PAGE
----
Steve Rogers: Captain America #1 (Marvel Comics)
After a successful movie and being restored to his youth, Steve Rogers returns in Nick Spencer and Jesus Saiz’s Steve Rogers: Captain America. While I haven’t been as into Spencer’s Sam Wilson series, I have to admit, there’s a lot to like in this issue. For those looking for more straight-forward Cap action, it’s hard to knock this as this opening issue has a lot of what Captain America fans love: Cap smacking Hydra goons with his shield. But there’s also a really major cliffhanger that may leave some scratching their heads.
But I’m getting ahead of myself. Steve Rogers finds, well, Steve Rogers back in the Captain America suit. After the events of Avengers: Standoff, Rogers has been restored to his youthful self, and is ready to bring the hurt to a newly reborn Hydra. Under the watchful eye of the Red Skull, Hydra has become an even more hateful organization, this time adding race crimes to their long list of criminal activity. At a time when the nation is most divided, Red Skull has found the perfect way to gain followers, and it’s up to Cap to stop him.
Until I got to the last page, which is, quite frankly, one of the craziest cliffhangers this year. Of course it’s not going to stick, but it’s a good example of how Nick Spencer, who is awesome on books like Astonishing Ant-Man and The Fix, isn’t the best fit for this type of book. Sure, Steve Rogers starts off really strong, but there’s simply not enough set up to really make the “reveal” stick. Not only that, but there’s a weird sense of humor throughout the book. Having Rick Jones crack corny IT jokes is one thing, but once Cap comes across Baron Zemo and his “Masters of Evil” made up of D-listers, it’s hard not to roll your eyes. Zemo even says “toodles!” at one point. It seems like Spencer is still mastering the balancing act of humor and action in his books, and a lot of the humor in this issue seems out of place. Despite this, there are still some intriguing moments to be found in this issue, like an interesting look into Steve’s time with his mother in Brooklyn, and a great look into how a person could join up with Hydra.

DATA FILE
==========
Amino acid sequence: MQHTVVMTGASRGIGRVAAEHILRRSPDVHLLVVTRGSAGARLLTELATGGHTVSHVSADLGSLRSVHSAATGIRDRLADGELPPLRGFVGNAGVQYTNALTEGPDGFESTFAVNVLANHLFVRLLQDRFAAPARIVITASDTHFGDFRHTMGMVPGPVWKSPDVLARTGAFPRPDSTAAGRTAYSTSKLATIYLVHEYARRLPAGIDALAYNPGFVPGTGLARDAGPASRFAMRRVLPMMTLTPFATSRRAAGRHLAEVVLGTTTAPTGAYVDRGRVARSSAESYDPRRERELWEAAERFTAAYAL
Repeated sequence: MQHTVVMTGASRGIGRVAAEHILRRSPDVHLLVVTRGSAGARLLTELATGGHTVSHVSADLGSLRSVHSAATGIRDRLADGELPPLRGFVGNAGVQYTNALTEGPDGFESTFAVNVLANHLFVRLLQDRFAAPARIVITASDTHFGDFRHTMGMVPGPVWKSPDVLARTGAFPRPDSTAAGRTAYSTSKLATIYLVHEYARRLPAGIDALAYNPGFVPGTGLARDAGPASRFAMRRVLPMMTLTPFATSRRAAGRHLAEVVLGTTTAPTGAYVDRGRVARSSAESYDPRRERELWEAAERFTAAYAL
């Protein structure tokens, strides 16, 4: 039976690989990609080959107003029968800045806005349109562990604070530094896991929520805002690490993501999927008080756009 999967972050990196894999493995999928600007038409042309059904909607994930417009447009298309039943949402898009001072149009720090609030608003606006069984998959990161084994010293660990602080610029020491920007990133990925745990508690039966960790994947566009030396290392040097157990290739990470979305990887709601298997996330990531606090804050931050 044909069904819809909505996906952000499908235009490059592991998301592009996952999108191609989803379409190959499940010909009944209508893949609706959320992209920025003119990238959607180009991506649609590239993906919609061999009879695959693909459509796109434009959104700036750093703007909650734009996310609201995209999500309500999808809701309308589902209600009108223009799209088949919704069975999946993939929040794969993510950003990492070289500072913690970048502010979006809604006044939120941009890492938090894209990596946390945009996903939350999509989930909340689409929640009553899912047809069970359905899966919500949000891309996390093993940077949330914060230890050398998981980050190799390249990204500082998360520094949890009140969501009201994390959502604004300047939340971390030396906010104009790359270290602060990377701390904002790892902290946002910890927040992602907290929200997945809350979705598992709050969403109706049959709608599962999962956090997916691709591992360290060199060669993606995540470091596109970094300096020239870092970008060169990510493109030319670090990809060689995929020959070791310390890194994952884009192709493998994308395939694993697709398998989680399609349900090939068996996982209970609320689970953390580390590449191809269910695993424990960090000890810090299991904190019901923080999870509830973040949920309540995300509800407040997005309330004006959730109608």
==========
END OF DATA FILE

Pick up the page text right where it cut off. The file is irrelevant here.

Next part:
Jesus Saiz’s art is the reason to pick this up. Saiz, who brings a real great sense of fluidity and motion to this issue, executes the action sequences that Spencer scripts out beautifully. It’s hard to think of a better fit for this issue to be honest. Saiz is so good that he even makes Cap’s new shield and costume look pretty cool, even if I still can’t buy that the new triangular design is superior to the classic round shield.
Steve Rogers Captain America is definitely forging a different path than previous volumes in Cap’s comic book history, and while I’m a little unsure of some of it, I have to admit, it does have potential. As weird as the cliffhanger is, I’ve gotta check out the next issue to see if it’s legit or not (I’m betting it’s a bait and switch). Hopefully Nick Spencer can find the balance between serious and comedic soon with Steve Rogers: Captain America. Once he does, we may have a pretty stellar Captain America series on our hands again.